Medicare beneficiaries are facing higher out-of-pocket costs that amount to a “substantial” share of their income, according to an issue brief from The Commonwealth Fund, “Medicare Beneficiaries’ High Out-of -Pocket Costs: Cost Burdens by Income and Health Status.” There are 56 million people, or 17 percent of the U.S. population, who rely on Medicare, according to the report. By 2024, one-fifth of the population will have Medicare coverage. The benefits exclude dental, vision, hearing and long-term services coverage, and there is no limit on out-of-pocket costs for the covered services, it states.
As more consumers become eligible for Medicare, The Commonwealth Fund reports they will find the need to supplement their coverage, “since the program has relatively high cost-sharing and no limit on patient liability for covered benefits.” Research on beneficiaries’ financial burdens for the brief is based on the 2012 Medicare Current Beneficiary Survey, with 11,299 responses and population and spending data projected to 2016. The respondents shared their experiences with access to care, medical services and spending activity, including costs for services not covered by Medicare.
Overall, the survey shows beneficiaries spent an average of $3,024 in out-of-pocket costs each year, according to the report. Findings also include that 15 million Medicare beneficiaries spent 20 percent or more of their income on healthcare premiums plus medical care, including cost-sharing and services that are not covered, it states. Medicare beneficiaries also face costs from a separate private plan for prescription drugs.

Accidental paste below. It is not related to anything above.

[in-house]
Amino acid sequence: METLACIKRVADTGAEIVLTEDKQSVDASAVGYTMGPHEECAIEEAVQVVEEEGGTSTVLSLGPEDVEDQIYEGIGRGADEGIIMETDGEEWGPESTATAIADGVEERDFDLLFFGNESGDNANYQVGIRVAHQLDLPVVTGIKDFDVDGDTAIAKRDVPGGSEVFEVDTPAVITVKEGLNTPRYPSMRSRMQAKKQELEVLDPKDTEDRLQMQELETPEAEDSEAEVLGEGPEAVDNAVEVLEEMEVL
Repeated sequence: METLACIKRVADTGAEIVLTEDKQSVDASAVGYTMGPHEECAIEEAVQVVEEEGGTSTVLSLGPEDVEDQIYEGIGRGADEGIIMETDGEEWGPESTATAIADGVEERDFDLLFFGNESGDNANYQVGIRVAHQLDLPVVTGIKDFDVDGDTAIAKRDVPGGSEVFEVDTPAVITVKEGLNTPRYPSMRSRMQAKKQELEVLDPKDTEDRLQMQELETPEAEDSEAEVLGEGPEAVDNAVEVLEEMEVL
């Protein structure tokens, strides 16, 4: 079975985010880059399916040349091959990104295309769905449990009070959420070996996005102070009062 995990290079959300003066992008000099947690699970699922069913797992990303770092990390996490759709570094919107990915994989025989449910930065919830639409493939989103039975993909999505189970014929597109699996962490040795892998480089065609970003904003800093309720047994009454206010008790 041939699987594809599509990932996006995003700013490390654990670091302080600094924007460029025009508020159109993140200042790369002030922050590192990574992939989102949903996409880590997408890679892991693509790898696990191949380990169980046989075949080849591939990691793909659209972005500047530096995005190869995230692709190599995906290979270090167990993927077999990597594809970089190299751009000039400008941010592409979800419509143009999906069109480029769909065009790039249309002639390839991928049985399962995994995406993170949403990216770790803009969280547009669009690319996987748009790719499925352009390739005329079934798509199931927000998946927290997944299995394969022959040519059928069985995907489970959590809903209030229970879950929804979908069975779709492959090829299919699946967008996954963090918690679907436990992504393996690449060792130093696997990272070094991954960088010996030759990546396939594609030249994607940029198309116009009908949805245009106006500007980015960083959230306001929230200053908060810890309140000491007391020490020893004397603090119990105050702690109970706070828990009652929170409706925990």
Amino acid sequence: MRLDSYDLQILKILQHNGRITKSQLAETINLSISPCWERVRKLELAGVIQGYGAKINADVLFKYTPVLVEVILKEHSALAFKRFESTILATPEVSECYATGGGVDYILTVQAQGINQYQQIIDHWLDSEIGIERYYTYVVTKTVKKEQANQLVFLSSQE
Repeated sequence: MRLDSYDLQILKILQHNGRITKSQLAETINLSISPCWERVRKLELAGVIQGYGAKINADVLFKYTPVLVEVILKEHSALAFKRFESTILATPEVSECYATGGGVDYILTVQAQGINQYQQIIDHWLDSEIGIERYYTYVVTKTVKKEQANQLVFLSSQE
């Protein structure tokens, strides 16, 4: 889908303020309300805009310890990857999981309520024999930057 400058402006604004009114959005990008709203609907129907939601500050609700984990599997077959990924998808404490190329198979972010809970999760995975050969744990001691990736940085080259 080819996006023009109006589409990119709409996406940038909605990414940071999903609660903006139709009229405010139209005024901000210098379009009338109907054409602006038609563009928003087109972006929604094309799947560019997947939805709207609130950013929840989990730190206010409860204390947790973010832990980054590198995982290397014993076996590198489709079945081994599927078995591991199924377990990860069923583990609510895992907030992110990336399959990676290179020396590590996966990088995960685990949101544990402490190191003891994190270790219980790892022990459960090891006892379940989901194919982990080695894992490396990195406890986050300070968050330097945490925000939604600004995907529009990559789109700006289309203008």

“If they want to buy private Medigap supplemental coverage for cost-sharing, they incur significant additional premiums,” according to the report. “Even after they pay for supplemental drug and Medigap plans, beneficiaries face the cost of dental, hearing, vision, and long-term services—all excluded from Medicare. For beneficiaries with multiple illnesses or serious functional limitations, out-of-pocket costs can easily add up to thousands of dollars per year.” Findings on costs for Medicare beneficiaries also include:
-Hospitalization costs for beneficiaries are $1,300 and they pay 20 percent of bills for physician care.
-They also pay a $1,600 annual premium for Medicare Part B medical services.
-Annual Medigap, the supplemental coverage for Medicare cost sharing, premiums are $2,000 per beneficiary, but can be significantly higher in some states. “Medigap has notably high overhead costs: administrative costs and profits absorb 20 percent of premiums on average.”
-Private Medicare Advantage plans are available for beneficiaries interested in opting out of traditional Medicare plans. While those plans have lower cost-sharing in general, it has increased significantly in recent years.
Overall, the report shows that 5.4 million beneficiaries with only Medicare and no supplemental coverage are subject to higher healthcare costs. “These beneficiaries spent an estimated $5,374 on out-of-pocket costs in 2016 compared to $2,587 for beneficiaries who received supplemental coverage from Medicaid. With incomes too high to qualify for Medicaid but too low to afford supplemental coverage, 32 percent of Medicare-only beneficiaries spent 10 percent or more of their income on health care,” according to the report.
Financial burdens and unmet needs from Medicare leave beneficiaries at risk. As Medicare enters its sixth decade and the Baby Boom population becomes eligible, the costs of the program will increase, likely placing it on the policy agenda,” the report concludes. “Financial burdens and access gaps highlight the need to approach reform with caution. Already-high burdens suggest restructuring cost-sharing to ensure affordability and to provide relief for low-income beneficiaries,” the report concludes.
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